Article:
Remember the ‘blueberry jam’ civet scats that are quite commonly seen?
These ‘blueberry jam’ civet scats consist of the fruit peels and seeds of the fishtail palm! From the diet study that I have conducted, the dominant fruit with seeds present in the scats was the fishtail palm Caryota mitis. This is consistent with other findings which pointed to Caryota spp. being a common food item in the diet of the common palm civet (Bartels, 1964; Corlett, 1998; Xu & Sivasothi, 2010). Thus, it is not without reason that civet scats that were easily recognised by the public were those that contained fishtail palm seeds!
The fishtail palm can be easily recognised by its leaves which are shaped like a fish tail which gave it its name.
The fruit of the fishtail palm is 1.5 cm in diameter and contains a large seed (1.1 cm), which has a thin fleshy mesocarp containing calcium oxalate (Sento, 1971). The fruits are purplish red when riped (DO NOT touch them with your bare hands! The calcium oxalate will cause serious itchness!). By swallowing the indigestible seeds, the civet would obtain relatively less nutrients as compared to a berry of similar fruit size. (Photo of a civet in a fishtail palm)
So, is the fishtail palm the favourite food of the common palm civets?
We do not know the preference of the common palm civet currently, however, what we hypothesis is that what the fishtail palm lacks in nutrition, it makes up in availability. The fishtail palm is unique in its phenology as once it reaches maturity, it will begin producing inflorescences. Infructescences appear sequentially from top to bottom over several years and represent a productive food source for the common palm civet (Mahabale & Shirke, 1968; Llamas, 2003).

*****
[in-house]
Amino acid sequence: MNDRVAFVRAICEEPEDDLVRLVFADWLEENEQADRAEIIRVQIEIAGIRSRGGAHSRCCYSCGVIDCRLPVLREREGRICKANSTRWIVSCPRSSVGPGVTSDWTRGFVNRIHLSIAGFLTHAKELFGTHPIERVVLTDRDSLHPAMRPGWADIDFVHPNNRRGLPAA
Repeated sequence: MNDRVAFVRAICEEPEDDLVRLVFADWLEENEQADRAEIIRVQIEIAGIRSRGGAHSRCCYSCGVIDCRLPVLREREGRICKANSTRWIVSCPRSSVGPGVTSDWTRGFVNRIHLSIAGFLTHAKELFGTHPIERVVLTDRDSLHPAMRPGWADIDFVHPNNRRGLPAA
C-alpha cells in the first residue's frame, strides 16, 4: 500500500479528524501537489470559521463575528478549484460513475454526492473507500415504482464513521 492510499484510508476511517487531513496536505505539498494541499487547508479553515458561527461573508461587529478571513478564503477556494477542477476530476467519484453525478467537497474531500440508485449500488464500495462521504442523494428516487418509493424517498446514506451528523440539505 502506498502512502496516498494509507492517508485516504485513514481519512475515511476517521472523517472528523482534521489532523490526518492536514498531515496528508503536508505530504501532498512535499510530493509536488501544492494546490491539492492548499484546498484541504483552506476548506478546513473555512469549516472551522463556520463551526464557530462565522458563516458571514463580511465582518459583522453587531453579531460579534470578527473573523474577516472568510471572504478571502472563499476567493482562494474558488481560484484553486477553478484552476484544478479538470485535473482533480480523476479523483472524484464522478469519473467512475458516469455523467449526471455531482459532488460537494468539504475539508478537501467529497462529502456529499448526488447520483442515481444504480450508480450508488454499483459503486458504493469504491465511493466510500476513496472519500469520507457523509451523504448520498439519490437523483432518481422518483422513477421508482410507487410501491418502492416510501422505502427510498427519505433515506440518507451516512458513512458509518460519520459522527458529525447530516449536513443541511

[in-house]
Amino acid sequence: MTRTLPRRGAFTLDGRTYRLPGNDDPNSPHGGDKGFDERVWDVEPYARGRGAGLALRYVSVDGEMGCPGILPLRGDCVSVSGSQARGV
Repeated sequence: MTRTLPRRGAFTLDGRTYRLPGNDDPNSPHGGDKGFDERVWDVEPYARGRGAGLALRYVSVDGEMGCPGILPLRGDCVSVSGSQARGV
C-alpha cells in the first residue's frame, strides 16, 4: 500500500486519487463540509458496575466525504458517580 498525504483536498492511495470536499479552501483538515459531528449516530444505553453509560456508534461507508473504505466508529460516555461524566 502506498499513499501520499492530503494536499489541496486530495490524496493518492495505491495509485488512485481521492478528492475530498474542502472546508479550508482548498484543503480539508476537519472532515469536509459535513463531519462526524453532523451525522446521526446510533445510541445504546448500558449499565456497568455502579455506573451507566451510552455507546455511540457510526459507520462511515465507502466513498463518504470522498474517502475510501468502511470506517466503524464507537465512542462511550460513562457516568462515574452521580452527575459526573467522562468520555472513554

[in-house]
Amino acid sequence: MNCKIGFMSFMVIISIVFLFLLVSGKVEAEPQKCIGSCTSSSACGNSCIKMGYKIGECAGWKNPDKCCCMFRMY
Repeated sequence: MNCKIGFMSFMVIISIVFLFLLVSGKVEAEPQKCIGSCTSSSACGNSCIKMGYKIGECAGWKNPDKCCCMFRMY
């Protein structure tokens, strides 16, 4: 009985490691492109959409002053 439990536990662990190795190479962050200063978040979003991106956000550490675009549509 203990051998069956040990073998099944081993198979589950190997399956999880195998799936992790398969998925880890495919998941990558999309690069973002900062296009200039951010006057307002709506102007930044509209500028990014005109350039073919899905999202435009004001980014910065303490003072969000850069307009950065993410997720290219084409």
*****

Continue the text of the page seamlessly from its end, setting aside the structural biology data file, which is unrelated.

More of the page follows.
Mature plants appear to be fruiting all year round whereas other species found in this diet study such as the tembusu Fagraea fragrans, only fruit seasonally (Polunin, 1987). Indeed Rabinowitz (1991) reported that while fruits were eaten by the common palm civet whenever available, fruit availability is variable spatially and temporarily. This consumption of fishtail palm fruit may represent the best strategy in the absence of a consistent and more nutritious food source.
This diet dependency suggests a key stone species role for the fishtail palm in secondary forests. The plant also may be providing food for other animals all year round such as long tailed macaques, squirrels and birds such as the Asian Koel (Eudynamys scolopaceus) (Bird Ecology Study Group, 2007) which are known to feed on at least some part of the fishtail palm. BESG has also reported that birds such as the Lineated Barbet (Megalaima lineata hodgsoni), Yellow Vented Bulbul (Pycnonotus goiavier) and the Pink-necked Green Pigeon (Treron vernans) also feed on these fruits!
What do we know about the fishtail palm currently?
A native species, this plant is now planted as an ornamental tree for urban landscaping and is readily available. It may be an important plant in rehabilitating degraded secondary forests in conjunction with other plantings and introductions of frugivores such as the common palm civets to aid in dispersal. However, relatively little is actually known about the ecology of the fishtail palm (Raich, 1990) and a study should be initiated in the near future.
So, next time when you are in the bus or car, look out of the window and try to spot these plants! I am sure they will pop out at you now and remember, our last native urban carnivore loves these fruits (at least to some extent)!